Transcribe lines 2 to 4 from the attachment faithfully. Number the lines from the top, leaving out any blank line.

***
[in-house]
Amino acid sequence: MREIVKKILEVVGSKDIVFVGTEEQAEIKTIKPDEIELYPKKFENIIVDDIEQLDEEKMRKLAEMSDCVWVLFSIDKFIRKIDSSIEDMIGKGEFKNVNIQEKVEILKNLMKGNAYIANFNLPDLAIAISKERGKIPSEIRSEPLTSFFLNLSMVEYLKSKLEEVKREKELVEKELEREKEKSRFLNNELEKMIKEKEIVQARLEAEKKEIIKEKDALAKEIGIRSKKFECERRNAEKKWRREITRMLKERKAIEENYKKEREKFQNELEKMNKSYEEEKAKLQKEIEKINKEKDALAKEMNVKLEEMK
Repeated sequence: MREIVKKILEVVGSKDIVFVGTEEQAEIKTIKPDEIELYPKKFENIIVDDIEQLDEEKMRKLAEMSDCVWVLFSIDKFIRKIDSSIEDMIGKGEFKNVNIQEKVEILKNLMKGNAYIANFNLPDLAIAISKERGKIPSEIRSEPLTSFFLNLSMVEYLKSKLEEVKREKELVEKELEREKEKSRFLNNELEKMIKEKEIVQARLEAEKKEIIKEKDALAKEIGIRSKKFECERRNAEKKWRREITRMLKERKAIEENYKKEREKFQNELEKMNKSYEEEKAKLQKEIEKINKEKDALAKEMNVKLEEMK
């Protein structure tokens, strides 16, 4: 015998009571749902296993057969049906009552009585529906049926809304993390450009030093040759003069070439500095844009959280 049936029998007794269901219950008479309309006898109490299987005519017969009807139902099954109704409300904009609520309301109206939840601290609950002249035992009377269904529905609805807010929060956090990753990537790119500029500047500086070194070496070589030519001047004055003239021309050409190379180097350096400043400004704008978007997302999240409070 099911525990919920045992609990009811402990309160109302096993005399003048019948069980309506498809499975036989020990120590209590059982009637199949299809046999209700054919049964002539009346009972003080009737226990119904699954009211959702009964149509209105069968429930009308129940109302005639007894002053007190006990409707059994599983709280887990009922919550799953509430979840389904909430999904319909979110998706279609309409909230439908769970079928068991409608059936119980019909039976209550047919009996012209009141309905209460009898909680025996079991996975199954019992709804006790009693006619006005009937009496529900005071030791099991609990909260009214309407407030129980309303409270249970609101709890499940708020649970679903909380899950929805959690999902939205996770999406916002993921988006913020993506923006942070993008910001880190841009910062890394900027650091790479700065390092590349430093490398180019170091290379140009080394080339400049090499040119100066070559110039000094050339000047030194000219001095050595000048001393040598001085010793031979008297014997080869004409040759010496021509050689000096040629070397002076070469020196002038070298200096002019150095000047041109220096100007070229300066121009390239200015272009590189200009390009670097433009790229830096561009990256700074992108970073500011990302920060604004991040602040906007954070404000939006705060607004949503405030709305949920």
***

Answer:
Amino acid sequence: MREIVKKILEVVGSKDIVFVGTEEQAEIKTIKPDEIELYPKKFENIIVDDIEQLDEEKMRKLAEMSDCVWVLFSIDKFIRKIDSSIEDMIGKGEFKNVNIQEKVEILKNLMKGNAYIANFNLPDLAIAISKERGKIPSEIRSEPLTSFFLNLSMVEYLKSKLEEVKREKELVEKELEREKEKSRFLNNELEKMIKEKEIVQARLEAEKKEIIKEKDALAKEIGIRSKKFECERRNAEKKWRREITRMLKERKAIEENYKKEREKFQNELEKMNKSYEEEKAKLQKEIEKINKEKDALAKEMNVKLEEMK
Repeated sequence: MREIVKKILEVVGSKDIVFVGTEEQAEIKTIKPDEIELYPKKFENIIVDDIEQLDEEKMRKLAEMSDCVWVLFSIDKFIRKIDSSIEDMIGKGEFKNVNIQEKVEILKNLMKGNAYIANFNLPDLAIAISKERGKIPSEIRSEPLTSFFLNLSMVEYLKSKLEEVKREKELVEKELEREKEKSRFLNNELEKMIKEKEIVQARLEAEKKEIIKEKDALAKEIGIRSKKFECERRNAEKKWRREITRMLKERKAIEENYKKEREKFQNELEKMNKSYEEEKAKLQKEIEKINKEKDALAKEMNVKLEEMK
């Protein structure tokens, strides 16, 4: 015998009571749902296993057969049906009552009585529906049926809304993390450009030093040759003069070439500095844009959280 049936029998007794269901219950008479309309006898109490299987005519017969009807139902099954109704409300904009609520309301109206939840601290609950002249035992009377269904529905609805807010929060956090990753990537790119500029500047500086070194070496070589030519001047004055003239021309050409190379180097350096400043400004704008978007997302999240409070 099911525990919920045992609990009811402990309160109302096993005399003048019948069980309506498809499975036989020990120590209590059982009637199949299809046999209700054919049964002539009346009972003080009737226990119904699954009211959702009964149509209105069968429930009308129940109302005639007894002053007190006990409707059994599983709280887990009922919550799953509430979840389904909430999904319909979110998706279609309409909230439908769970079928068991409608059936119980019909039976209550047919009996012209009141309905209460009898909680025996079991996975199954019992709804006790009693006619006005009937009496529900005071030791099991609990909260009214309407407030129980309303409270249970609101709890499940708020649970679903909380899950929805959690999902939205996770999406916002993921988006913020993506923006942070993008910001880190841009910062890394900027650091790479700065390092590349430093490398180019170091290379140009080394080339400049090499040119100066070559110039000094050339000047030194000219001095050595000048001393040598001085010793031979008297014997080869004409040759010496021509050689000096040629070397002076070469020196002038070298200096002019150095000047041109220096100007070229300066121009390239200015272009590189200009390009670097433009790229830096561009990256700074992108970073500011990302920060604004991040602040906007954070404000939006705060607004949503405030709305949920």